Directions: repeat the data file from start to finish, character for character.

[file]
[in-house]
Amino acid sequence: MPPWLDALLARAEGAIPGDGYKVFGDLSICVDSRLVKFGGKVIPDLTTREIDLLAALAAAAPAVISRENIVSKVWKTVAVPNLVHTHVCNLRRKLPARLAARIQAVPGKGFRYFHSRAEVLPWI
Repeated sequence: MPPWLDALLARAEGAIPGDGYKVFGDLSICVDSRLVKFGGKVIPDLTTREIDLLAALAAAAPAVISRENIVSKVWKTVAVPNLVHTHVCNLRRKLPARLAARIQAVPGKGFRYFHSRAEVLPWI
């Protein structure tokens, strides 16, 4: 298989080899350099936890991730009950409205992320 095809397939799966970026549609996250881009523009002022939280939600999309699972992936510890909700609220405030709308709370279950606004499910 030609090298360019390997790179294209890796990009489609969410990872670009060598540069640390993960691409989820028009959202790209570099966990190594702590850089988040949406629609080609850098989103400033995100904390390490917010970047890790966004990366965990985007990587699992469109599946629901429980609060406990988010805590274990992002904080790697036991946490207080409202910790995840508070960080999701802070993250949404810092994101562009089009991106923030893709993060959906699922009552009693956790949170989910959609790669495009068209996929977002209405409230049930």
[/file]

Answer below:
[in-house]
Amino acid sequence: MPPWLDALLARAEGAIPGDGYKVFGDLSICVDSRLVKFGGKVIPDLTTREIDLLAALAAAAPAVISRENIVSKVWKTVAVPNLVHTHVCNLRRKLPARLAARIQAVPGKGFRYFHSRAEVLPWI
Repeated sequence: MPPWLDALLARAEGAIPGDGYKVFGDLSICVDSRLVKFGGKVIPDLTTREIDLLAALAAAAPAVISRENIVSKVWKTVAVPNLVHTHVCNLRRKLPARLAARIQAVPGKGFRYFHSRAEVLPWI
């Protein structure tokens, strides 16, 4: 298989080899350099936890991730009950409205992320 095809397939799966970026549609996250881009523009002022939280939600999309699972992936510890909700609220405030709308709370279950606004499910 030609090298360019390997790179294209890796990009489609969410990872670009060598540069640390993960691409989820028009959202790209570099966990190594702590850089988040949406629609080609850098989103400033995100904390390490917010970047890790966004990366965990985007990587699992469109599946629901429980609060406990988010805590274990992002904080790697036991946490207080409202910790995840508070960080999701802070993250949404810092994101562009089009991106923030893709993060959906699922009552009693956790949170989910959609790669495009068209996929977002209405409230049930």